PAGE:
How to Edit ID3 Tags

How to Edit ID3 Tags

If you collect MP3s from various sources, your ID3 tags are most likely in shambles. An ID3 tag should ideally include information about the MP3: song, artist, album, year, genre, and track list tags are all common ID3 tags. The issue with downloading music from multiple sources is that your ID3 tags will inevitably contain some blanks. If you have missing information in your MP3 files and want to update them, there are a couple of options.

Method 1 Using Your Media Player

1. Start your media player. To view the music files, you’ll need to open the programme, whether you’re using iTunes, Media Player, or a third-party music service.

2. Choose your MP3s for editing. Most programmes allow you to add MP3 files that aren’t already in your library by simply dragging them into your preferred media player.

You can also highlight any MP3s you want to edit, right-click (or two-finger click on Mac), and choose “Play” or “Play with… (default media player)”. This will open your MP3 files in your default programme in their current state.

Take advantage of this opportunity to combine all of your MP3 files. They should all be in the same location for efficiency’s sake—your default music folder is the best bet.

3. Download the appropriate album art. While most of the tagging you’ll do on MP3s will be text-based, you can also add album art. If this appeals to you, try searching for the album art for your chosen MP3s in a search engine such as Google or Bing Images.

Try to find the highest-quality photos you can find; while they may look good in a thumbnail, lower-quality photos can become granulated when they expand to fit your screen.

4. Within the media player, right-click an MP3 file. Again, your specific process will vary slightly depending on the type of media player you’re using; however, most media players require you to right-click the MP3 file you want to edit, find some version of “edit file” in the resulting right-click menu, and select that option.

iTunes, for example, has a “Get info” option that opens the MP3’s tag input; Windows Media Player’s menu, on the other hand, simply says “edit.”

If you’re using Windows Media Player and your MP3 files are from a legitimate or primary source, you can select “Find album info,” which will usually automatically fill in the details of the selected music.

5. Change the information on your MP3s. Tags include things like the artist’s name, the track number in an album, and the genre of music; feel free to change any of these.

Batch editing is available for fields such as “album,” “year,” and “artist.” To do so, select all relevant MP3s in your media player, right-click or control-click one of them, and choose the editing option.

Consider looking up the album or track details as you go to ensure maximum accuracy. This is especially useful when entering track number information.

6. Play your MP3s to ensure that the editing is carried over. When you’ve finished tagging all of your MP3s, exit your media player, restart it, and try playing some of the edited MP3s. The changes should have been saved, and you should now have MP3 files that are fully tagged.

You should also re-sync any mobile devices after editing, both to update your library and to ensure that all tags are correctly carried over.

Method 2 Using an MP3 Tagger

1. Download your preferred MP3 tagger. MP3 taggers vary greatly in terms of interface and functionality, but all taggers provide the same basic service: automatically filling in the information for your MP3s on a mass scale. You’ll almost certainly need to install whichever MP3 tagger you download, even if it’s an add-on; be prepared to restart your computer afterward.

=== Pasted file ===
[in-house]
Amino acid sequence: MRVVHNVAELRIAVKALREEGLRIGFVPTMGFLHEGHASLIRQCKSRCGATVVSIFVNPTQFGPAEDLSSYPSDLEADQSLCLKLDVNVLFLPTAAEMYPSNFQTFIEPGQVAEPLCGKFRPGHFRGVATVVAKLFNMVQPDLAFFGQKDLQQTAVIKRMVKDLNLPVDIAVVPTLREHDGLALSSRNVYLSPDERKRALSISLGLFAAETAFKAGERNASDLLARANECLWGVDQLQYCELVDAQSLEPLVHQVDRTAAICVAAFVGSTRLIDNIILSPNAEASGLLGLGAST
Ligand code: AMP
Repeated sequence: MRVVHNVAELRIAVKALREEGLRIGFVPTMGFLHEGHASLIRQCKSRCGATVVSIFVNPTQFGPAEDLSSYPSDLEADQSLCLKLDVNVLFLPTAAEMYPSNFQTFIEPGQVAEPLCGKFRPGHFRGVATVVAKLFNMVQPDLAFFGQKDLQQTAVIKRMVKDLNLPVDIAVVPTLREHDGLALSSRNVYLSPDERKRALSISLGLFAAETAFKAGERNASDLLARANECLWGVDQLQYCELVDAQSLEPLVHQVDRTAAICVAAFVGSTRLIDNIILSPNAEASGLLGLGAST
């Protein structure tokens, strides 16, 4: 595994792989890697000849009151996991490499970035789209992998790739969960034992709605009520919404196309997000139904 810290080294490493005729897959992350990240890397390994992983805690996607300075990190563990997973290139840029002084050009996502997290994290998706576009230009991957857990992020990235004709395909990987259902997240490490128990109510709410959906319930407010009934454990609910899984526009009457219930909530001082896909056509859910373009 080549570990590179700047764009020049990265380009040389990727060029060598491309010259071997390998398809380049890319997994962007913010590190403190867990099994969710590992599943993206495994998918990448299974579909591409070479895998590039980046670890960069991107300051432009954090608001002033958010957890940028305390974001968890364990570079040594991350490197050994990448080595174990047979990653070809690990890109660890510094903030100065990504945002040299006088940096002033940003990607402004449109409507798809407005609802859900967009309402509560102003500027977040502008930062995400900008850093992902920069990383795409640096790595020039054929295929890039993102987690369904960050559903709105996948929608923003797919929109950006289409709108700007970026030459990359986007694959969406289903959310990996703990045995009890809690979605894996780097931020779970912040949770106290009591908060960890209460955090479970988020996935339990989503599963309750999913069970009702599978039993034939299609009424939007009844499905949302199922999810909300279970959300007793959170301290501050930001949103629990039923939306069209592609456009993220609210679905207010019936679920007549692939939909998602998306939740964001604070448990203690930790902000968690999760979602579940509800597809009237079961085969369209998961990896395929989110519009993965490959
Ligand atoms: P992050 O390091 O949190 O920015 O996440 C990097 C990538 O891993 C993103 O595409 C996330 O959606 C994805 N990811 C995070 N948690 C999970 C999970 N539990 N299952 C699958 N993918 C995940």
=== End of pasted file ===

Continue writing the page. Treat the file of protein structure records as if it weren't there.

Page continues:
TuneUp, a highly recommended iTunes add-on, has a simple drag-and-drop interface; however, the most practical version of the software costs $15. While this programme is generally worthwhile, if you do not pay the initial fee, you will be limited to tagging 100 songs and 50 album art pieces per month.

MP3tag, on the other hand, is available for both Windows and Mac. Its simple yet intuitive interface is ideal for editing large batches of MP3 files, and it supports tag importing from a large number of online databases.

2. Launch your MP3 tagger. After you’ve finished downloading and installing the tagger of your choice, launch it and become acquainted with its settings.

Some programmes allow you to de-select any media that isn’t an MP3; if you’re going to edit ID3 tags, you should enable this option.

3. Check to see if your internet connection is stable. Because the information MP3 taggers use is based on the internet, you’ll need to have a strong internet connection for the duration of the tagging process.

This process can be sped up by using an Ethernet cable to connect to the router.

4. Choose your MP3s for tagging. Locate your MP3s, select the ones you want to edit, and drag them into the tagger.

If at all possible, keep your MP3s organised in small batches so that you don’t have a swarm of poorly-tagged MP3s going into the tagger all at once. If something goes wrong during the process, you’ll want to keep your sample size small.

5. Import tags with your tagger. There isn’t a single universal instruction for this step because there are so many MP3 taggers available; however, you should be able to view and edit a large number of MP3 files within the program’s interface, with the option to scan for and import music tags.

6. Play your MP3s to ensure that the editing is carried over. Although most MP3 taggers are reasonably accurate, there is always the possibility that one of your files will be incorrectly labelled.

You should also re-sync any mobile devices after editing, both to update your library and to ensure that all tags are correctly carried over.

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